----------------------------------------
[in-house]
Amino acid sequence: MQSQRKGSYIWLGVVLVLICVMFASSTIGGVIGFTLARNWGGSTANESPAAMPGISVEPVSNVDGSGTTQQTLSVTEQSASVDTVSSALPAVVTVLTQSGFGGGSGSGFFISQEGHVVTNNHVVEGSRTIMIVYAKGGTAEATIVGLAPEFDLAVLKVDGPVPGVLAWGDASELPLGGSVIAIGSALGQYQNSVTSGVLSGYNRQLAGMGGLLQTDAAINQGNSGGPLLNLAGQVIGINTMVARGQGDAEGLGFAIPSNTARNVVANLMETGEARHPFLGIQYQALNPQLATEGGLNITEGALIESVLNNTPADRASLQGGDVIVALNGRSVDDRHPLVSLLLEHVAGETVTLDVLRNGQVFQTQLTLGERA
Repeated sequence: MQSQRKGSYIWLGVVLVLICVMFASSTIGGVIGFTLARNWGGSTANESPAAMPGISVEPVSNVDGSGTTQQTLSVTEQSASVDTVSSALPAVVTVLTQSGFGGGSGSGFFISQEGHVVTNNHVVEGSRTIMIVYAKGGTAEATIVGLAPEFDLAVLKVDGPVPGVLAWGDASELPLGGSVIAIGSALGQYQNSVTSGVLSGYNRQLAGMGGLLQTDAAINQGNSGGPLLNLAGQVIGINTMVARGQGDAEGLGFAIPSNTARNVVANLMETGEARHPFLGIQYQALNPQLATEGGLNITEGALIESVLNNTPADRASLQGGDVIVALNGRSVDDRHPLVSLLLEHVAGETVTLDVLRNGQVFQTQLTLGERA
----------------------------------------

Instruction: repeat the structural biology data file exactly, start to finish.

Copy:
[in-house]
Amino acid sequence: MQSQRKGSYIWLGVVLVLICVMFASSTIGGVIGFTLARNWGGSTANESPAAMPGISVEPVSNVDGSGTTQQTLSVTEQSASVDTVSSALPAVVTVLTQSGFGGGSGSGFFISQEGHVVTNNHVVEGSRTIMIVYAKGGTAEATIVGLAPEFDLAVLKVDGPVPGVLAWGDASELPLGGSVIAIGSALGQYQNSVTSGVLSGYNRQLAGMGGLLQTDAAINQGNSGGPLLNLAGQVIGINTMVARGQGDAEGLGFAIPSNTARNVVANLMETGEARHPFLGIQYQALNPQLATEGGLNITEGALIESVLNNTPADRASLQGGDVIVALNGRSVDDRHPLVSLLLEHVAGETVTLDVLRNGQVFQTQLTLGERA
Repeated sequence: MQSQRKGSYIWLGVVLVLICVMFASSTIGGVIGFTLARNWGGSTANESPAAMPGISVEPVSNVDGSGTTQQTLSVTEQSASVDTVSSALPAVVTVLTQSGFGGGSGSGFFISQEGHVVTNNHVVEGSRTIMIVYAKGGTAEATIVGLAPEFDLAVLKVDGPVPGVLAWGDASELPLGGSVIAIGSALGQYQNSVTSGVLSGYNRQLAGMGGLLQTDAAINQGNSGGPLLNLAGQVIGINTMVARGQGDAEGLGFAIPSNTARNVVANLMETGEARHPFLGIQYQALNPQLATEGGLNITEGALIESVLNNTPADRASLQGGDVIVALNGRSVDDRHPLVSLLLEHVAGETVTLDVLRNGQVFQTQLTLGERA